MASA Statement sparks controversy

SSMU Legislative Council discusses constitutionality of sharing political statements

On October 16, the Students’ Society of McGill University (SSMU) shared a statement written by the McGill Armenian Students Association (MASA) on the SSMU Facebook page. The statement came in the wake of a weeks-long conflict between Azerbaijan, Armenia, and the independent state of Artsakh over the Nagorno-Karabakh territory. Despite the fact that a ceasefire was called first on October 5, and once again on October 17, Azerbaijan has continued to launch offenses on the Armenian border and Nagorno-Karabakh. MASA’s statement directs students to “bring [their] attention to the humanitarian crisis currently unfolding in the Caucasus,” and references the Armenian Genocide, claiming that “Armenians are currently facing severe threats of ethnic cleansing once again in the 21st century.” 

The post drew controversy, with students alleging that SSMU should not passively repost the MASA statement on the grounds that it was too political. Soon after being posted, comments on the SSMU Facebook page were turned off. SSMU wrote a post explaining that they were “unable to moderate the comments on [the] post to ensure a safe environment on [their] page.” As of the time this article was written, the comments have been reopened, and the post has garnered over 1,200 comments.

The topic was brought up six days later, on October 22, during SSMU’s Thursday bi-weekly open session of Legislative Council. During the question period, Engineering Representative Elif Kurkcu addressed SSMU executives with a question regarding the MASA statement. Kurkcu asked if there was a reason why the decision to make the post was not discussed in an official capacity, alleging that it was not mentioned to any SSMU councils and was not approved by the Board of Directors (BoD). “The post isn’t an official statement on behalf of any governing bodies,” SSMU President Jemark Earle explained. He cited SSMU’s posts regarding Anti-Black racism and the attacks on Mi’kmaq fishermen as other examples of SSMU sharing posts at the request of student groups without making a statement on behalf of SSMU governing bodies, i.e. the Board of Directors (BoD), Executive Council, and Legislative Council.

Following Kurkcu and Earle’s exchange, Arts Representative Paige Collins asked who made the decision to share the post in question. SSMU VP University Affairs Brooklyn Frizzle replied that SSMU executives were individually approached by MASA with a request to share their statement. The executives conducted a strawpoll vote to ensure that every executive was comfortable with posting the statement, which was then shared to their Facebook page by the Communications Department – presumably the Communications Manager and Communications Coordinator – per Frizzle. When Medicine Representative Benson Wan asked if the executives believed that existing communication methods regarding social media posts should be changed, Frizzle argued that instituting democratic processes to regulate all social media posts would not be practical. “We are a political organization, we have to take political stances […]There are always going to be instances of controversy,” they added, speculating that changing mechanisms of communication within SSMU would not resolve these controversies.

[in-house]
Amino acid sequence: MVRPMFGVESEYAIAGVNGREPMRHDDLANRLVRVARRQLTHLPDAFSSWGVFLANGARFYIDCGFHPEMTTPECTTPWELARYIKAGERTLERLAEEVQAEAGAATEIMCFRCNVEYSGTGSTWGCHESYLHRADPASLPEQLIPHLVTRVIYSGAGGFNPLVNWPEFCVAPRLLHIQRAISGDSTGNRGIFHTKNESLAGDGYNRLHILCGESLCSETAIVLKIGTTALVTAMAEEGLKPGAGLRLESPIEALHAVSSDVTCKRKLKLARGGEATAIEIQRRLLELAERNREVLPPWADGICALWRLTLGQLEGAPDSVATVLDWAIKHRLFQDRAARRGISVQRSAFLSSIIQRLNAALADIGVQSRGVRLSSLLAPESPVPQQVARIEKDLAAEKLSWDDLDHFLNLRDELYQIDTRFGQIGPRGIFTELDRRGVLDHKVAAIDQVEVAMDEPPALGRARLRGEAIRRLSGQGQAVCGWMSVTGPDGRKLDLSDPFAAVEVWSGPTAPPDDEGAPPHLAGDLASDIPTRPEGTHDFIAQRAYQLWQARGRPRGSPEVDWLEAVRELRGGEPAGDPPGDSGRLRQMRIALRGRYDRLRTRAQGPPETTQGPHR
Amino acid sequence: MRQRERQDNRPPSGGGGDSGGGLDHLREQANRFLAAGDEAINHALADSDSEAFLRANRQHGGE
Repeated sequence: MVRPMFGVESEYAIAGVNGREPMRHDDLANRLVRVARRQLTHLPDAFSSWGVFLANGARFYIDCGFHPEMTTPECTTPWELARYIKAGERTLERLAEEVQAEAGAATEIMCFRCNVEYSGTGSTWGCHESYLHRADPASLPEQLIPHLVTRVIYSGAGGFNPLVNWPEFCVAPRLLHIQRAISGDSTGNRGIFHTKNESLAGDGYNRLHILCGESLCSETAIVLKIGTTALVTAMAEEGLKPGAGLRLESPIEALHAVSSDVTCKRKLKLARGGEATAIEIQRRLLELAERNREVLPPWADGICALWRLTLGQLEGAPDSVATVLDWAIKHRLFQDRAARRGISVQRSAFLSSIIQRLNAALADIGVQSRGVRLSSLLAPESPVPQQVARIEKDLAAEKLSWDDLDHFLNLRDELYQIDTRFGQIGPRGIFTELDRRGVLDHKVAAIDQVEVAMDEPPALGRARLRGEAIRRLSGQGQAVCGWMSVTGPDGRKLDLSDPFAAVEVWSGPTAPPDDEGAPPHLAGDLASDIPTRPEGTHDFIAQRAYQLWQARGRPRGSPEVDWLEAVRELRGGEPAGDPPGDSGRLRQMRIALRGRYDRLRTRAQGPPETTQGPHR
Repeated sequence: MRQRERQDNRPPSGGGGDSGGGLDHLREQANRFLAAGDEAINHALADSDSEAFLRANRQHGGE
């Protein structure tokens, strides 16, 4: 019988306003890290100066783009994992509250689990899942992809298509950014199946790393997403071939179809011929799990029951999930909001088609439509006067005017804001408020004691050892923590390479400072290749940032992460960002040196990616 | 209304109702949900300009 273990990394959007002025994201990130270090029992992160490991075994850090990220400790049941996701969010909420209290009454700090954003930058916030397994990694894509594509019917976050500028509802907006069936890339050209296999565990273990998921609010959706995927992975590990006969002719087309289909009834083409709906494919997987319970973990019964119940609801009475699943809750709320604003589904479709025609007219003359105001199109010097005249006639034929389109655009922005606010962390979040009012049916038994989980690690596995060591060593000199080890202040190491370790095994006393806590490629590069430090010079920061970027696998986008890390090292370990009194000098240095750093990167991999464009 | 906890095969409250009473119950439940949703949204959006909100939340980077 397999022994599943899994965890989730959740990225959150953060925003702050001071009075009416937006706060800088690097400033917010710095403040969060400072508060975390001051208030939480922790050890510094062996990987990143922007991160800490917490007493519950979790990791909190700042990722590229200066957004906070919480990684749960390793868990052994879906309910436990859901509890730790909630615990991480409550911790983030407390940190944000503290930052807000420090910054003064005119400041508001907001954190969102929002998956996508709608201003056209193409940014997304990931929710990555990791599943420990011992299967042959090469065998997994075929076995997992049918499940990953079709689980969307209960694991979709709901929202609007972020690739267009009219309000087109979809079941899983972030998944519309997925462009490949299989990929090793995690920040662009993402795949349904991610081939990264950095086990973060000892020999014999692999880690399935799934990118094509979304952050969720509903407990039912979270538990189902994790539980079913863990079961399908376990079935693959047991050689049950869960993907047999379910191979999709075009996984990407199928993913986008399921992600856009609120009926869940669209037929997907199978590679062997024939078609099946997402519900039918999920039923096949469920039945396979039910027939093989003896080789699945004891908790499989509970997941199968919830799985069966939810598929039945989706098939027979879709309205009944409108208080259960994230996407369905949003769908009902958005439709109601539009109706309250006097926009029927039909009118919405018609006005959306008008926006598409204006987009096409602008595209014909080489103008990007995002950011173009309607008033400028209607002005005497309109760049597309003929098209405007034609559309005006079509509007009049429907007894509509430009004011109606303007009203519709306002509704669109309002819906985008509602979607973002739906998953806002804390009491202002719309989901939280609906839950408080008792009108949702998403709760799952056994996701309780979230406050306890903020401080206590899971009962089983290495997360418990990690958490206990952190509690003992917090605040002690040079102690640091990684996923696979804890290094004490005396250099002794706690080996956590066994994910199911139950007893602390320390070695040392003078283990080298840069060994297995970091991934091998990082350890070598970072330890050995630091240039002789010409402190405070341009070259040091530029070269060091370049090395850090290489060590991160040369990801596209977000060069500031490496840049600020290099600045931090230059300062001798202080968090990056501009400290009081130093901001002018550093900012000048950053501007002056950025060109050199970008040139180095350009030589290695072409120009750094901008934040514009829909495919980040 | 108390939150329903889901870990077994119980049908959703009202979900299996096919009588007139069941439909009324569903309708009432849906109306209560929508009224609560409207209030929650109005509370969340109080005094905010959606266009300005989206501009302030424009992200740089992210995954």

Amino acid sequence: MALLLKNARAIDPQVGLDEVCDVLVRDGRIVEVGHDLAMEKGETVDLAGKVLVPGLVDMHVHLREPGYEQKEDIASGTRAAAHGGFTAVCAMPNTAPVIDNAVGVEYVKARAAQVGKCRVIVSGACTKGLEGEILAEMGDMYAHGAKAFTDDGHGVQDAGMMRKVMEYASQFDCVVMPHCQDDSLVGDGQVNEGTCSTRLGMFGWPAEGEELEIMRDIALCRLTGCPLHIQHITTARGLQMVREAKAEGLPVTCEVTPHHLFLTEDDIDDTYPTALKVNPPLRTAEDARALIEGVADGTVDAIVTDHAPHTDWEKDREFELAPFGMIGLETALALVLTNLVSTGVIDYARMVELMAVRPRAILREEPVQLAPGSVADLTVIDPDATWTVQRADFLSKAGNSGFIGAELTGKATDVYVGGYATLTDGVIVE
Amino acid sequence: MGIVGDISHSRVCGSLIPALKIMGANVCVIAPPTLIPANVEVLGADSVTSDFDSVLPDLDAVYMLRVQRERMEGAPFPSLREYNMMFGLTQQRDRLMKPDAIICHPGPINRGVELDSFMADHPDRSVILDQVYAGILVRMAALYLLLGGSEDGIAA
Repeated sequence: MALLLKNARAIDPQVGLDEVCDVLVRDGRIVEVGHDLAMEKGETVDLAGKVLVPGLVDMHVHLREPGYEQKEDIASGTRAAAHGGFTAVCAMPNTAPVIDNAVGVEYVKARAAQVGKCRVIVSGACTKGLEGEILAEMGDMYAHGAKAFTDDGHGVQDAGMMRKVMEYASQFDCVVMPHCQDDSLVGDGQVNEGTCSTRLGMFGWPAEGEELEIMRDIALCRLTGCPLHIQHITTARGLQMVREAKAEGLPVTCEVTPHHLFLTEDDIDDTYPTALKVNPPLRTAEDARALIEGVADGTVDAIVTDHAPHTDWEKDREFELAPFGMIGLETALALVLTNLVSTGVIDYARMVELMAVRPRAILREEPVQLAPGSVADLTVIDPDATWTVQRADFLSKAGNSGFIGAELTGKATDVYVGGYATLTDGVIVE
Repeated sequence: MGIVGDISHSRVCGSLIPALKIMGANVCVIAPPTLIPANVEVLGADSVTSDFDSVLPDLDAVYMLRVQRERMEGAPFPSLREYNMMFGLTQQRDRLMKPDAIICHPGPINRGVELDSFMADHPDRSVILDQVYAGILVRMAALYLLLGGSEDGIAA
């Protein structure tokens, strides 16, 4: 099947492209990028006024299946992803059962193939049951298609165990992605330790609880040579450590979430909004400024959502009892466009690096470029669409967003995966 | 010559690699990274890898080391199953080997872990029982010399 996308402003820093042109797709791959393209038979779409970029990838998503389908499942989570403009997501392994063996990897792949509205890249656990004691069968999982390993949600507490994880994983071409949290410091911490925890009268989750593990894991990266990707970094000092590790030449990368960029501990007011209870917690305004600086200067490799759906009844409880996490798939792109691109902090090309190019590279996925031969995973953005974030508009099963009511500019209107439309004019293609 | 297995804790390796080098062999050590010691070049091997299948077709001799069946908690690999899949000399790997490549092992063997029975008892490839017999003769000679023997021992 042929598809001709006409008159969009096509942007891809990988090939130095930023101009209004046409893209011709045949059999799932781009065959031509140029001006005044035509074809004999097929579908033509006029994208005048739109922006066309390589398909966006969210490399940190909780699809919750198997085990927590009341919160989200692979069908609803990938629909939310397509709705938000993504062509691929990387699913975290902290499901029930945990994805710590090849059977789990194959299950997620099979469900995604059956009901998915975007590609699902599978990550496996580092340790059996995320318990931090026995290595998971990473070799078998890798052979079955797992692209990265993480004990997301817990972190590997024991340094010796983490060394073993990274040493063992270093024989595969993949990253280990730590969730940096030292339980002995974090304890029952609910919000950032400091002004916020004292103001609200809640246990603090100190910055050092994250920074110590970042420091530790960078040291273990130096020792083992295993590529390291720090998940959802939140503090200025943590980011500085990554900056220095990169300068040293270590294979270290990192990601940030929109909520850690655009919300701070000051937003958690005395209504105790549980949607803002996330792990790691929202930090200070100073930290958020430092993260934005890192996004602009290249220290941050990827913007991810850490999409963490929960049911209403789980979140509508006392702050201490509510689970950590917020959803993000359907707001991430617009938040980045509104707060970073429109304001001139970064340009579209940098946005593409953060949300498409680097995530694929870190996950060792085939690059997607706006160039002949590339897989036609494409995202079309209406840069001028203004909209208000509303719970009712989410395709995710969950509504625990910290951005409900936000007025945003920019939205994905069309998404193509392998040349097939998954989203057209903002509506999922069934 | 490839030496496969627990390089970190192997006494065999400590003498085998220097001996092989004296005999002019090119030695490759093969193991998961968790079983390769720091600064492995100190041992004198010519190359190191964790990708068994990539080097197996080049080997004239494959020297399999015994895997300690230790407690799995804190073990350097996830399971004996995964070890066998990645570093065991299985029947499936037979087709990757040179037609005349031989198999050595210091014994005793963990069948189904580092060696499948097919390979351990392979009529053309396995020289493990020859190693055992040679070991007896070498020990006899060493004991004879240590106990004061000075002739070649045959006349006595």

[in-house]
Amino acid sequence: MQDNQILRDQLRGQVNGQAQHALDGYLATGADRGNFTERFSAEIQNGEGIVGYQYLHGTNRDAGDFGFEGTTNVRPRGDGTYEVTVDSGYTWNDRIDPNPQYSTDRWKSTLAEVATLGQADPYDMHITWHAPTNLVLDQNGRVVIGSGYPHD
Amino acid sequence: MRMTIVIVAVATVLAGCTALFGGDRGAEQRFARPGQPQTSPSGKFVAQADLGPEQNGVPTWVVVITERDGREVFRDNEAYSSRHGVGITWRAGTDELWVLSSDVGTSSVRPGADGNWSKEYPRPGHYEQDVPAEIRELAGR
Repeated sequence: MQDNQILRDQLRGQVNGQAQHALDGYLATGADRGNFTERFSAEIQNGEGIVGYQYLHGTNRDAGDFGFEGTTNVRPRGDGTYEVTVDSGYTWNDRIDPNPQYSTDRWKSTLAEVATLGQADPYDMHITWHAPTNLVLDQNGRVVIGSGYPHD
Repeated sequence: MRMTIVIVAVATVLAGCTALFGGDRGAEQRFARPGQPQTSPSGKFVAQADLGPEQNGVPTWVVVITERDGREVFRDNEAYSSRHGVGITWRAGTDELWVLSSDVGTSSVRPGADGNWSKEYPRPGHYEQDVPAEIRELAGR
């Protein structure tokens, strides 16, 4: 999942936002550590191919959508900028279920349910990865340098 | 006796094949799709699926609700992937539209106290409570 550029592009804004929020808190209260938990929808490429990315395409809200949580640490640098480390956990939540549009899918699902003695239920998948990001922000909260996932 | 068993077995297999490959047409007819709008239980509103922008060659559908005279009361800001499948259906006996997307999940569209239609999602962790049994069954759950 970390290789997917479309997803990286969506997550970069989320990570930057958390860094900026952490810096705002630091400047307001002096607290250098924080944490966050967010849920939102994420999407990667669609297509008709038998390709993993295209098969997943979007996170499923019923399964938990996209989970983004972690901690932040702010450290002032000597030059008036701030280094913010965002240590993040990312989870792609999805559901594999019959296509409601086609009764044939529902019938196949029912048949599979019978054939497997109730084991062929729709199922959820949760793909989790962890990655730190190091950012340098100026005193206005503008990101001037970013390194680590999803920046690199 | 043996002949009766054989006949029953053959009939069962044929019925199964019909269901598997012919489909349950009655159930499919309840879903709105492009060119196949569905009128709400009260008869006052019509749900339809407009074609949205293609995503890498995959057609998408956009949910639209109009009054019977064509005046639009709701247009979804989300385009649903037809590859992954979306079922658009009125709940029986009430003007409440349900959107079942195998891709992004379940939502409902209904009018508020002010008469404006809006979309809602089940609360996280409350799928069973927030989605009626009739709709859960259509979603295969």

Later, Kurkcu remarked that the controversy around the MASA statement was similar to the 2016 controversy surrounding SSMU’s Motion for support regarding the Boycott, Divestment, and Sanctions (BDS) Movement, in which a SSMU General Assembly voted in favor of a motion that called for “SSMU [to] support campaigns associated with the BDS movement.” The Judicial Board of SSMU found that the proposed motion was unconstitutional, as it “compel[led] SSMU to actively campaign against specific countries.” Kurkcu claimed that the MASA statement could be perceived as taking a stance against other student groups such as the Turkish Students Society of McGill University (TSSMU). However, Earle maintained that sharing the MASA statement was not unconstitutional, and argued that “condemning the actions of a particular nation is not equal to condemning the actions of its people.”

Members of council also expressed concern that the MASA statement did not cite credible sources. Engineering Representative Jake Reed described MASA’s concern that Armenians are “facing severe threats of ethnic cleansing,” as an “extremely strong claim that requires a larger degree of fact-checking.” Frizzle responded that SSMU executives had not been presented with credible sources disproving any claims in the MASA statement, and stressed that executives had no intention of retracting the statement. 

On October 18, TSSMU posted a statement on Facebook expressing their opinion against “the political and biased sharing of SSMU,” and alleged that SSMU had made the post “without examining its accuracy.” The statement also says that TSSMU will “contact the relevant parties to resolve this situation as soon as possible.” Neither TSSMU nor SSMU have made further public comments regarding the situation.